Leonardo da Vinci possessed a remarkably hypertextual mind. His curiosity probed every node it could get at in the gigantic hypertext we like to call Mother Nature, and almost in the sense defined by Vannevar Bush, da Vinci authored his notes by weaving together the lexia he observed. The design for his pedal-powered flying machine drew its inspiration from birds, which is no remarkable feat seeing as how hundreds of engineers and inventors, both before and after him, tried to imitate nature in an attempt to unravel the secret of flight. Leonardo differed from most of these probing minds, however, in that he appeared to be a very aggresive hyperreader. He offered the following:
A bird is an instrument working according to a mathematical law. It lies within the power of man to make this instrument with all its motions, but without the full scope of its powers; but this limitation only applies with respect to balancing itself. Accordingly, we may say that such an instrument fabricated by man lacks nothing but the soul of man.
It's quite amazing to note how Leonardo had been able to see the relevance of maintaining balance as the center of mass wavers due to the flapping of the wings. He did not seek a solution to this problem; not having built a prototype, he assumed that the pilot would be able to compensate for potential imbalance by modifying his posture. However, da Vinci was not one to give up so early. He kept clicking. After having spent some time studying aerodynamics, he noted:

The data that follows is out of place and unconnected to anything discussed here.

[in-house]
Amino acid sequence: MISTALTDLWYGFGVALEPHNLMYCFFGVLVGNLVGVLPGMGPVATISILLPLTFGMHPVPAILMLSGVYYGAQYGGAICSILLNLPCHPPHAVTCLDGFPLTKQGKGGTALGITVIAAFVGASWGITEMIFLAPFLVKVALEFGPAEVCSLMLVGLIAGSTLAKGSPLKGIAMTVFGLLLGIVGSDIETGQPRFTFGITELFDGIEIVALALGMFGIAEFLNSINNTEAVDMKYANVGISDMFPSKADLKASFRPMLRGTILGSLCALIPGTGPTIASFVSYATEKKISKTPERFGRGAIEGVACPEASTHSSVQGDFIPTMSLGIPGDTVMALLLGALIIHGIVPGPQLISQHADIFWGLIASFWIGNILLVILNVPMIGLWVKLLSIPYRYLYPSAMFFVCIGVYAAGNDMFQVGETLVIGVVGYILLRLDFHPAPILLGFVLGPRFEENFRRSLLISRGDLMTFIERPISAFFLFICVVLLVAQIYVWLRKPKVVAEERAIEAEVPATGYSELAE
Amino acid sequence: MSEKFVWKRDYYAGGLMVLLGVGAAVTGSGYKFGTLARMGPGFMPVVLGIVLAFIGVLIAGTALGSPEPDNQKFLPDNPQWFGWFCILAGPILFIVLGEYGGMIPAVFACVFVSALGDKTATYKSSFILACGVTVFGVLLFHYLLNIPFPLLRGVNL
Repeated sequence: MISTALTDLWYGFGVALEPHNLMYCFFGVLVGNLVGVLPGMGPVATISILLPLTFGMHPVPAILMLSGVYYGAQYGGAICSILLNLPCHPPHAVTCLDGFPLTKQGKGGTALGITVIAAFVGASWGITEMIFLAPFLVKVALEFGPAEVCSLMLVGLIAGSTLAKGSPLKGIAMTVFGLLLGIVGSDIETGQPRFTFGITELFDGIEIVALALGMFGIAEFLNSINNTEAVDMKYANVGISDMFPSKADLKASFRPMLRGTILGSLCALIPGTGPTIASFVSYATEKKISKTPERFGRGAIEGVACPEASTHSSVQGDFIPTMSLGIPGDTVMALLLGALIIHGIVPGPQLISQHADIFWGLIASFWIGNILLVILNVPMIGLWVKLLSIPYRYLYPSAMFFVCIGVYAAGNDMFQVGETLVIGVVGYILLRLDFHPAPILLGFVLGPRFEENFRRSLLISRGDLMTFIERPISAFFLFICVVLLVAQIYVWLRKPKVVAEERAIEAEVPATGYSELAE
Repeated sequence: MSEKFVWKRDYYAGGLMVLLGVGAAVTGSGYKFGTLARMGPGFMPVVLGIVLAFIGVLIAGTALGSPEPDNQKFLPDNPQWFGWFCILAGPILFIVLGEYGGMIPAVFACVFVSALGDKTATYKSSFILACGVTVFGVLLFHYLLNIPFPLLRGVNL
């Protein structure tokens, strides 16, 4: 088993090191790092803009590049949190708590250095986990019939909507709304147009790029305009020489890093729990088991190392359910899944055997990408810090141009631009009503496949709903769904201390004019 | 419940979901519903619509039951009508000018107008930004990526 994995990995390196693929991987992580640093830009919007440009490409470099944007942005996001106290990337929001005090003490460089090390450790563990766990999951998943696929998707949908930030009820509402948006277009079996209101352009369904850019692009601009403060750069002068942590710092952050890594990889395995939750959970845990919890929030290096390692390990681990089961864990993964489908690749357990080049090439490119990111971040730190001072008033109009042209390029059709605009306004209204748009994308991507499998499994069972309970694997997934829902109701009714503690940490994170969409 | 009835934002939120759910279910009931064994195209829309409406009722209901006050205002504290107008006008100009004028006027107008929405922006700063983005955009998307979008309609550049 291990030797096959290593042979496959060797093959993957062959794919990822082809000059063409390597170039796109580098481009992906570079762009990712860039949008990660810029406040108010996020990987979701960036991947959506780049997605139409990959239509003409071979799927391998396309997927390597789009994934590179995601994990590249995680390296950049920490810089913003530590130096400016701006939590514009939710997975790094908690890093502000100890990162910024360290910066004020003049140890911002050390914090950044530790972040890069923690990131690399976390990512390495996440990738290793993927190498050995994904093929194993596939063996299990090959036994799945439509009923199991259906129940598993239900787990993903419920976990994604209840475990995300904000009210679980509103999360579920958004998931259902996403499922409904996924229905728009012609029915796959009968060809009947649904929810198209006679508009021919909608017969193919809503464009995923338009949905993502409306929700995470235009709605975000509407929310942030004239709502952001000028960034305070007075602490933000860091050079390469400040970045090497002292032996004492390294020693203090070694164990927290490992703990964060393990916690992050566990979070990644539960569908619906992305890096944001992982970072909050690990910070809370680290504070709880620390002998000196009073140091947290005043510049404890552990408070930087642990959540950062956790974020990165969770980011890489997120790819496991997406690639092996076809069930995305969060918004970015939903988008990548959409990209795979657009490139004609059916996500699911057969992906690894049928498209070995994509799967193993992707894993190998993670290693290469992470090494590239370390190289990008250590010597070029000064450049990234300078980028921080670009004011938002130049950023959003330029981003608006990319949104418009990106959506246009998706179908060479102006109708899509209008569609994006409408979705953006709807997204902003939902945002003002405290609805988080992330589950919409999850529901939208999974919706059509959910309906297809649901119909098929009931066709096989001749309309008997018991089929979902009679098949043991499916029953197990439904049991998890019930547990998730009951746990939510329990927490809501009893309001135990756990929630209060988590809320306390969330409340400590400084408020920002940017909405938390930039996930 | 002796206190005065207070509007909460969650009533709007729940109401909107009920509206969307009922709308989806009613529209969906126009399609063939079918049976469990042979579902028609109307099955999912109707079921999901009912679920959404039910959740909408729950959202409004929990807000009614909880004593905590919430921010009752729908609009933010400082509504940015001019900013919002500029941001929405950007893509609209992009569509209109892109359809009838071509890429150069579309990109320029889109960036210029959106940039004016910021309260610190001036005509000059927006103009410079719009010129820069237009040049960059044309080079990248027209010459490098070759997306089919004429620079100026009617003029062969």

Describe underwater swimming, and you will have described the flight of birds.
Being able to see the similarity between the two elemental powers of air and water, apart from being preposterously heretical, was simply ingenious. This seems even more impressive when one considers that Leonardo's contemporaries were used to thinking in terms of solely discrete elemental powers. Leonardo was devoted to discovering the connections between everything, however, so much so that he has even been quoted saying:
Water struck by water forms circles around a point of impact, the voice in the air does the same along a greater distance, fire goes still farther and still farther the mind in the universe, but since the universe is finite the mind does not reach infinity.
It almost seems as if Leonardo's mind was working against his contemporary culture, deconstructing everything he had ever been told and linking the lexia in a way that made the most sense to him. His lack of schooling during his former years had given him the curiosity and the self-confidence with which he tackled the enigmas posed by nature solely using the clues offered in turn by nature itself. He created inventions for times of both war and peace, much like Vannevar Bush who worked on the Manhattan Project. Leonardo was not an artist, nor a sculptor, nor a mathematician, nor an engineer, nor an inventor, nor a doctor, nor a musician, nor a poet. He was all of these things, and more. He was a hypertext reader, and he was taking his time with the universe.
One can't help but wonder if he had a Memex on autopilot for a brain.